As we were all trying to figure out what this borderline obsession is with bingo, our activity director made a great point: it’s often one of the very last programs that those living with dementia are able to participate in. It’s one that really doesn’t need much modification, and that can be played amongst a group with greatly varying cognitive abilities. I’ve noticed this myself as I’ve called it weekly; bingo always has a great turnout, even especially amongst those nonnas who are most forgetful. But how? Why? As it turns out, I’m not the only one who’s curious about this.

 Studies have actually been conducted on the effects bingo can have on the cognition of those living with dementia. Results have shown that continuous play can improve memory, mood, and engagement.  It’s a game that does not require seniors to rely on memory, but rather skills like listening and hand-eye coordination. It’s great for reinforcing concentration and, due to its social aspects, triggers the release of endorphins, which create an overall sense of wellbeing and even can even have some pain-relieving effects. The ever-popular bingo can foster connections and relieve stress, both of which help to boost the immune system. It truly is so important, both subjectively and objectively! Maybe even enough so to fight over.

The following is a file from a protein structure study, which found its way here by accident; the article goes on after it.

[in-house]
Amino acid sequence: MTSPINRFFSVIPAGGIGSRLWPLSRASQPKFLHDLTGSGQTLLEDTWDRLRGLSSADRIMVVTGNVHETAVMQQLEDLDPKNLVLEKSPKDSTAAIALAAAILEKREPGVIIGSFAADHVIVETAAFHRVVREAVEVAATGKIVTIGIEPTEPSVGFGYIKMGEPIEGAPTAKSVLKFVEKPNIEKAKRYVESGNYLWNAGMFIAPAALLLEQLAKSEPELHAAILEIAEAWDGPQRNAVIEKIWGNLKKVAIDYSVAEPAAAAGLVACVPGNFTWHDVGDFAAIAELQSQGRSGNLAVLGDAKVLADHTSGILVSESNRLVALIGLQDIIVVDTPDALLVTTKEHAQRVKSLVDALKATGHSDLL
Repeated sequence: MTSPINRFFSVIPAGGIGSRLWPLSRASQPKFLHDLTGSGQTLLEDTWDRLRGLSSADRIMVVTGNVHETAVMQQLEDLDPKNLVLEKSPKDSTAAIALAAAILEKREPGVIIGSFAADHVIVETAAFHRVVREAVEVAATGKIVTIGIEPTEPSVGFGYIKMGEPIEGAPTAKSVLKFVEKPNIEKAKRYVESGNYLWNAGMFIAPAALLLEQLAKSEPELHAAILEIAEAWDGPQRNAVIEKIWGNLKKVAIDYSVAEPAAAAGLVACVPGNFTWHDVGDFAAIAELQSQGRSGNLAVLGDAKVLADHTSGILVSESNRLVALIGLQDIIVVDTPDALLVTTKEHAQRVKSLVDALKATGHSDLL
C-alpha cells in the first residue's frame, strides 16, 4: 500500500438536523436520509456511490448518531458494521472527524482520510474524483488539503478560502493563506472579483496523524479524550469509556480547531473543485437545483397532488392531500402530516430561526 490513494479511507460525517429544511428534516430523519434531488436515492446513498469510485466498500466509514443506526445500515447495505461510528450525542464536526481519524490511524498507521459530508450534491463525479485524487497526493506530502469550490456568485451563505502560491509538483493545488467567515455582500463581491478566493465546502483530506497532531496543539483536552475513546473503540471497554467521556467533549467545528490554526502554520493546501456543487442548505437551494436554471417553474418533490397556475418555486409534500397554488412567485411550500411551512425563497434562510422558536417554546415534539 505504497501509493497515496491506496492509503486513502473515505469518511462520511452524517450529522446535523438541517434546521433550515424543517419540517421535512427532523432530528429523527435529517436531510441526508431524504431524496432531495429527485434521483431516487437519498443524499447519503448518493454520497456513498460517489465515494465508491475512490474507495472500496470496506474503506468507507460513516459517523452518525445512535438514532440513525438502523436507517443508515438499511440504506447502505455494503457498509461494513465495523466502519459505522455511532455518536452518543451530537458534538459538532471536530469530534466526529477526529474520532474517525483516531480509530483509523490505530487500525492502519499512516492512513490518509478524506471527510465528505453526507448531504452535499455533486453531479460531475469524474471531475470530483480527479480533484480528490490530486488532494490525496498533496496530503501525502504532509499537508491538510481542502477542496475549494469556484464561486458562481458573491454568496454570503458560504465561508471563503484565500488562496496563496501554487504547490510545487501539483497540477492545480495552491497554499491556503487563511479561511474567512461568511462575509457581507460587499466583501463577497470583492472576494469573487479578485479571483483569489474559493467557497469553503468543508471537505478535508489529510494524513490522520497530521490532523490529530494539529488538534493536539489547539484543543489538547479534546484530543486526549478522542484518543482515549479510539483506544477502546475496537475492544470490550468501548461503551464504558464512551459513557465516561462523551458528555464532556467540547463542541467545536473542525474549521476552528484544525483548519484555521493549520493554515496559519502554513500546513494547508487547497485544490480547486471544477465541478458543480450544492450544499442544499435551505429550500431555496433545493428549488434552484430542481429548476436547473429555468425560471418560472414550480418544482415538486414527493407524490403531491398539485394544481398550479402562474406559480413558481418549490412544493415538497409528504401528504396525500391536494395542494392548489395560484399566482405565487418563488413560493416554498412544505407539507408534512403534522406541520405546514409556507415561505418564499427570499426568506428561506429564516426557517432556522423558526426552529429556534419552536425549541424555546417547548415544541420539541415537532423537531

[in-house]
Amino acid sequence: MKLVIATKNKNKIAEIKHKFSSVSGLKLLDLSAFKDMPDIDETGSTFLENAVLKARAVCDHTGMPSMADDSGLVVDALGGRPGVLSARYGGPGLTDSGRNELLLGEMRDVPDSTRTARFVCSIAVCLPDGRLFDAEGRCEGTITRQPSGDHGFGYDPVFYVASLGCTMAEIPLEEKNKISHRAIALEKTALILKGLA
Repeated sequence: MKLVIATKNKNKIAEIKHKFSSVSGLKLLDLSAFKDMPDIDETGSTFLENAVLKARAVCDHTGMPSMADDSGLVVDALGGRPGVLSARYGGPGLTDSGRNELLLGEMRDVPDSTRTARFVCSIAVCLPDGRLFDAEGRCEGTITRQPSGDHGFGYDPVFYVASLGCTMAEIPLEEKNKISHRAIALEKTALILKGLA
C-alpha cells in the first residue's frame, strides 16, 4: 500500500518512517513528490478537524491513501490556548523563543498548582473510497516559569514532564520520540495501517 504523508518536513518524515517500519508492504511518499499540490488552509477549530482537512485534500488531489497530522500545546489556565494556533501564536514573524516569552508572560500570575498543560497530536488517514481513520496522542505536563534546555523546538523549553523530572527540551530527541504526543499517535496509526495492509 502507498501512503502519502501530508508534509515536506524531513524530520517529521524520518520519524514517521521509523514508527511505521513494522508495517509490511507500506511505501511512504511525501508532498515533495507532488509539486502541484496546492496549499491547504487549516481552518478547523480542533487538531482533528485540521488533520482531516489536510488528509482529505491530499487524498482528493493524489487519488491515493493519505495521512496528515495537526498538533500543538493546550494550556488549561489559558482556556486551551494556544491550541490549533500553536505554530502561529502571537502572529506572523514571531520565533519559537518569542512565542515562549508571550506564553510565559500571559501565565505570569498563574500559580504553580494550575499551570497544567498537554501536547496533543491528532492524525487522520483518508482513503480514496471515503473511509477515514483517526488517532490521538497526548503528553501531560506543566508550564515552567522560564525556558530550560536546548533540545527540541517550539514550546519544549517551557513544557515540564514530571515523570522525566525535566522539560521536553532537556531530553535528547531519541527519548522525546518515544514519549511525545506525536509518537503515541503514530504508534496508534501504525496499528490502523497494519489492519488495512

Our post-brawl meeting was calm and productive, at least to those who could recall the incident in the first place. Bingo’s back in its regular time slots and all are content. Going forward, now that I really get it, I’ll be sure to keep it that way.

What’s in Your Rollator?